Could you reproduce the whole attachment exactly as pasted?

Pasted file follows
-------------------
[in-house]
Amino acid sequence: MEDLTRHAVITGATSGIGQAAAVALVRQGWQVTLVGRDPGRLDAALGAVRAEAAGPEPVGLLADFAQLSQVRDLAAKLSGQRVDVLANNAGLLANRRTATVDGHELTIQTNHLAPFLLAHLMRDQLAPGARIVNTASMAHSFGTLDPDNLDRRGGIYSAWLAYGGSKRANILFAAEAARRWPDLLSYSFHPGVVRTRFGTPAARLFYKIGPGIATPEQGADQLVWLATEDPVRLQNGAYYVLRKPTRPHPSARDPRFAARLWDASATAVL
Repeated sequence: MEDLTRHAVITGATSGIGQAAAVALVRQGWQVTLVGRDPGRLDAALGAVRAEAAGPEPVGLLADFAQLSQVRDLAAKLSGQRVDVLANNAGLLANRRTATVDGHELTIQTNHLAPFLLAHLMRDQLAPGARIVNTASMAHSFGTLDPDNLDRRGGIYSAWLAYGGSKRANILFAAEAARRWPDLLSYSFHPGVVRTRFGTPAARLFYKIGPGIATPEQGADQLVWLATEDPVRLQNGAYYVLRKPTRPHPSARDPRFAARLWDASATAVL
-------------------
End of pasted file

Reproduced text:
[in-house]
Amino acid sequence: MEDLTRHAVITGATSGIGQAAAVALVRQGWQVTLVGRDPGRLDAALGAVRAEAAGPEPVGLLADFAQLSQVRDLAAKLSGQRVDVLANNAGLLANRRTATVDGHELTIQTNHLAPFLLAHLMRDQLAPGARIVNTASMAHSFGTLDPDNLDRRGGIYSAWLAYGGSKRANILFAAEAARRWPDLLSYSFHPGVVRTRFGTPAARLFYKIGPGIATPEQGADQLVWLATEDPVRLQNGAYYVLRKPTRPHPSARDPRFAARLWDASATAVL
Repeated sequence: MEDLTRHAVITGATSGIGQAAAVALVRQGWQVTLVGRDPGRLDAALGAVRAEAAGPEPVGLLADFAQLSQVRDLAAKLSGQRVDVLANNAGLLANRRTATVDGHELTIQTNHLAPFLLAHLMRDQLAPGARIVNTASMAHSFGTLDPDNLDRRGGIYSAWLAYGGSKRANILFAAEAARRWPDLLSYSFHPGVVRTRFGTPAARLFYKIGPGIATPEQGADQLVWLATEDPVRLQNGAYYVLRKPTRPHPSARDPRFAARLWDASATAVL